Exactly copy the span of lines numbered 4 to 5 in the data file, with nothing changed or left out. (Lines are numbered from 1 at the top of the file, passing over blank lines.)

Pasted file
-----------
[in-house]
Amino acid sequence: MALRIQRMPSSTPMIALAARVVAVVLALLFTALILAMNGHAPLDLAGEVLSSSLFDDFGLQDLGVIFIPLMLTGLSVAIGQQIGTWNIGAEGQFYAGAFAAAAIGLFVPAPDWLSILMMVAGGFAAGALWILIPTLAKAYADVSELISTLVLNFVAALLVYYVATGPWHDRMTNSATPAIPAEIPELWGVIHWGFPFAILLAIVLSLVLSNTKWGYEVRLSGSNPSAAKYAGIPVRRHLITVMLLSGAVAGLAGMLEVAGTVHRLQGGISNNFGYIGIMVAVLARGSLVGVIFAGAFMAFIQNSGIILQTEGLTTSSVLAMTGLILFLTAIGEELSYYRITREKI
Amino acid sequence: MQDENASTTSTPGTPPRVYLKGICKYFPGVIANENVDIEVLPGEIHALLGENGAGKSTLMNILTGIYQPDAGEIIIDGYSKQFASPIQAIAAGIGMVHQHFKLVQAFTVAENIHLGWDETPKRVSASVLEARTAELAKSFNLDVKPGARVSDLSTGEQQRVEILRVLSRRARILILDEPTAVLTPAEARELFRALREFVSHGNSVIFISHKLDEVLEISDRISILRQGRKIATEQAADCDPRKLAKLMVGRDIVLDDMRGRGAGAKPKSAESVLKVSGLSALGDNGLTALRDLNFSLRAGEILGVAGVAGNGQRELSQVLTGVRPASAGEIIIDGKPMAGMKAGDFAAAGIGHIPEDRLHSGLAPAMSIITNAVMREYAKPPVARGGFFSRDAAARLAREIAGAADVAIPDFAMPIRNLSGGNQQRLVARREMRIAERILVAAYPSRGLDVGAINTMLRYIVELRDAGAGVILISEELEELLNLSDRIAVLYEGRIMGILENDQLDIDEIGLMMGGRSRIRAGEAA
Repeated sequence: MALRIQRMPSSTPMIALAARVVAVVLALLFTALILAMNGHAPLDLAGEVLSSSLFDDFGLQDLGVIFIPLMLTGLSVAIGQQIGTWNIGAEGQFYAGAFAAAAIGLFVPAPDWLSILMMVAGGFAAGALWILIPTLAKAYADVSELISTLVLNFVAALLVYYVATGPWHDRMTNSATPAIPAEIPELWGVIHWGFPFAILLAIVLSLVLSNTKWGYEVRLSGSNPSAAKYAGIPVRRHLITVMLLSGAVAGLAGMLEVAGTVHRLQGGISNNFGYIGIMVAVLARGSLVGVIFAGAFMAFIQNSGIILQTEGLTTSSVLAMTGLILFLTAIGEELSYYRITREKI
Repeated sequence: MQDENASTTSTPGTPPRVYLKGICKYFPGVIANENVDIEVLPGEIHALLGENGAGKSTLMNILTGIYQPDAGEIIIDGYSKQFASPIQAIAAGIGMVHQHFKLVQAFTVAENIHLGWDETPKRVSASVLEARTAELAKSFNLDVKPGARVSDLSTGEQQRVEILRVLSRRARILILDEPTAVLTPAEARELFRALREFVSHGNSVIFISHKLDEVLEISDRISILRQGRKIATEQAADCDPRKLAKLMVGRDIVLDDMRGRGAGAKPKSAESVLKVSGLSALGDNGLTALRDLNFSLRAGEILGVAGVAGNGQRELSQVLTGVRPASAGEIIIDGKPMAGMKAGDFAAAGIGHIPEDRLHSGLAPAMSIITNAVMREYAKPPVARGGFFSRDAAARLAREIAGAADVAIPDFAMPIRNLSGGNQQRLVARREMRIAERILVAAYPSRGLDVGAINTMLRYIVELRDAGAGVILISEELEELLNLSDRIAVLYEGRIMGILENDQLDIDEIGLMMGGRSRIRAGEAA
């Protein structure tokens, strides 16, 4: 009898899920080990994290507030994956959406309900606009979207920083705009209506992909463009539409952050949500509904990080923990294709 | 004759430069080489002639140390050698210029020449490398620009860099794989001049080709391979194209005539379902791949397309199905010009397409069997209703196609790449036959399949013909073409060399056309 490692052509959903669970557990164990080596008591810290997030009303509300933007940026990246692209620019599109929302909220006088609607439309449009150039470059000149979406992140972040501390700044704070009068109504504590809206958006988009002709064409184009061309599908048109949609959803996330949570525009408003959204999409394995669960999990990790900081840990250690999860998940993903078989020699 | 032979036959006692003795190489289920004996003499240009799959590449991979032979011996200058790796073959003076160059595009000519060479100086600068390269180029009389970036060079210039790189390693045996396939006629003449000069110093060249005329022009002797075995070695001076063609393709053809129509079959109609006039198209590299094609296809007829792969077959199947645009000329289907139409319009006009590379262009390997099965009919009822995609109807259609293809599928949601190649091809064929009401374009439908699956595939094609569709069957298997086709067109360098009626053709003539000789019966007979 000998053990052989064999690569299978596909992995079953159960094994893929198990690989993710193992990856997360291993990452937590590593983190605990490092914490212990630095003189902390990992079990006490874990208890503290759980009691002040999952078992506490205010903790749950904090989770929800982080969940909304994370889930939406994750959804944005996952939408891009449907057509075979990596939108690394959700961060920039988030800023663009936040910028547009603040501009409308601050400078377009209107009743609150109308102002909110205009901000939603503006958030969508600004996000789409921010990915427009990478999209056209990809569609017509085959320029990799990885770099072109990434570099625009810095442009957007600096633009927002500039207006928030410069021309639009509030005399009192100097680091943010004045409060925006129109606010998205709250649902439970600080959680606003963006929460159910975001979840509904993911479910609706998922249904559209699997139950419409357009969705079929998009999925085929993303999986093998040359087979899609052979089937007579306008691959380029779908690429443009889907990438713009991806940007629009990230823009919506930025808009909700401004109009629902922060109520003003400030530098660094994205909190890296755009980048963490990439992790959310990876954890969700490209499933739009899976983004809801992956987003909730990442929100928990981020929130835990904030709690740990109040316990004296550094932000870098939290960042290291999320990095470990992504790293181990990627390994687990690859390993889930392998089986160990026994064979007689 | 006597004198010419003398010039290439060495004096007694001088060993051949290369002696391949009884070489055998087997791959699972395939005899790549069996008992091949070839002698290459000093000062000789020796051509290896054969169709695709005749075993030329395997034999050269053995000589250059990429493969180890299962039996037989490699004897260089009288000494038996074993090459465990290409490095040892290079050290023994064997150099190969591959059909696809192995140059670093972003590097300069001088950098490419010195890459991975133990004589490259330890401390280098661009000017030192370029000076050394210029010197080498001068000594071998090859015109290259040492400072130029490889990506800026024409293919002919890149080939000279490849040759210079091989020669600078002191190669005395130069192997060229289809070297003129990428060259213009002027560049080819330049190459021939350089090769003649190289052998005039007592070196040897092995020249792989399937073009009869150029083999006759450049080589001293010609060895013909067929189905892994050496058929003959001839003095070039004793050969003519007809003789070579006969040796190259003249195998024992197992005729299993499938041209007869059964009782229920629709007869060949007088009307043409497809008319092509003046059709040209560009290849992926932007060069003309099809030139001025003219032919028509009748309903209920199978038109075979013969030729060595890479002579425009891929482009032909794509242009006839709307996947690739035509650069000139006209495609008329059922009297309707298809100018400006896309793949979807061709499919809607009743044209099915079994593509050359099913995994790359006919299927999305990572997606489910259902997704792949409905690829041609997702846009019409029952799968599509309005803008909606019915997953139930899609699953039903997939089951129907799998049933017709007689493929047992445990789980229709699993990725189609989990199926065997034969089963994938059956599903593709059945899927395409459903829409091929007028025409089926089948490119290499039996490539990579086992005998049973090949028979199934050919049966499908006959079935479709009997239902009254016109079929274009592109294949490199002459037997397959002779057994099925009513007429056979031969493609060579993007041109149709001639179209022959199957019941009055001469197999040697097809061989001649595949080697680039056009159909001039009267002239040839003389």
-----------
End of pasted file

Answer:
Repeated sequence: MALRIQRMPSSTPMIALAARVVAVVLALLFTALILAMNGHAPLDLAGEVLSSSLFDDFGLQDLGVIFIPLMLTGLSVAIGQQIGTWNIGAEGQFYAGAFAAAAIGLFVPAPDWLSILMMVAGGFAAGALWILIPTLAKAYADVSELISTLVLNFVAALLVYYVATGPWHDRMTNSATPAIPAEIPELWGVIHWGFPFAILLAIVLSLVLSNTKWGYEVRLSGSNPSAAKYAGIPVRRHLITVMLLSGAVAGLAGMLEVAGTVHRLQGGISNNFGYIGIMVAVLARGSLVGVIFAGAFMAFIQNSGIILQTEGLTTSSVLAMTGLILFLTAIGEELSYYRITREKI
Repeated sequence: MQDENASTTSTPGTPPRVYLKGICKYFPGVIANENVDIEVLPGEIHALLGENGAGKSTLMNILTGIYQPDAGEIIIDGYSKQFASPIQAIAAGIGMVHQHFKLVQAFTVAENIHLGWDETPKRVSASVLEARTAELAKSFNLDVKPGARVSDLSTGEQQRVEILRVLSRRARILILDEPTAVLTPAEARELFRALREFVSHGNSVIFISHKLDEVLEISDRISILRQGRKIATEQAADCDPRKLAKLMVGRDIVLDDMRGRGAGAKPKSAESVLKVSGLSALGDNGLTALRDLNFSLRAGEILGVAGVAGNGQRELSQVLTGVRPASAGEIIIDGKPMAGMKAGDFAAAGIGHIPEDRLHSGLAPAMSIITNAVMREYAKPPVARGGFFSRDAAARLAREIAGAADVAIPDFAMPIRNLSGGNQQRLVARREMRIAERILVAAYPSRGLDVGAINTMLRYIVELRDAGAGVILISEELEELLNLSDRIAVLYEGRIMGILENDQLDIDEIGLMMGGRSRIRAGEAA